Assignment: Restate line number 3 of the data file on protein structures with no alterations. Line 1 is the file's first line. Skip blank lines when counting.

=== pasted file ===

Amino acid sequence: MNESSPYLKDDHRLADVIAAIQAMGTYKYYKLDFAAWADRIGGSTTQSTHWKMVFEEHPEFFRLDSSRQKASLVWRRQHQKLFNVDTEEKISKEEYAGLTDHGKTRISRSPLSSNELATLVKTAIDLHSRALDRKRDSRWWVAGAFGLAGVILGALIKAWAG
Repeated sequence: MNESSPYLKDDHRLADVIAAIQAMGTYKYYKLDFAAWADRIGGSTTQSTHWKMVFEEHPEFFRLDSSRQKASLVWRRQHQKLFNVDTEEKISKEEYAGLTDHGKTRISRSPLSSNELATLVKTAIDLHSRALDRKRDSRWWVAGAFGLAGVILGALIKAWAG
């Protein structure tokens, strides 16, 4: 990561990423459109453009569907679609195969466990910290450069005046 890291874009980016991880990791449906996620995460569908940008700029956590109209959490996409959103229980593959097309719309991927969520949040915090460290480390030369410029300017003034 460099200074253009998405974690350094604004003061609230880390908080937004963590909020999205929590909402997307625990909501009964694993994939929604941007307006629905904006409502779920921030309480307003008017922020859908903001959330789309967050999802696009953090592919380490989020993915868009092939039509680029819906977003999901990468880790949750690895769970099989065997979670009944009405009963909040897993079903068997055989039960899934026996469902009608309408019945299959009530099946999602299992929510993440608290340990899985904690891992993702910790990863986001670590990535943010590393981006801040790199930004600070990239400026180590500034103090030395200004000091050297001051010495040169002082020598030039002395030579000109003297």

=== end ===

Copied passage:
């Protein structure tokens, strides 16, 4: 990561990423459109453009569907679609195969466990910290450069005046 890291874009980016991880990791449906996620995460569908940008700029956590109209959490996409959103229980593959097309719309991927969520949040915090460290480390030369410029300017003034 460099200074253009998405974690350094604004003061609230880390908080937004963590909020999205929590909402997307625990909501009964694993994939929604941007307006629905904006409502779920921030309480307003008017922020859908903001959330789309967050999802696009953090592919380490989020993915868009092939039509680029819906977003999901990468880790949750690895769970099989065997979670009944009405009963909040897993079903068997055989039960899934026996469902009608309408019945299959009530099946999602299992929510993440608290340990899985904690891992993702910790990863986001670590990535943010590393981006801040790199930004600070990239400026180590500034103090030395200004000091050297001051010495040169002082020598030039002395030579000109003297």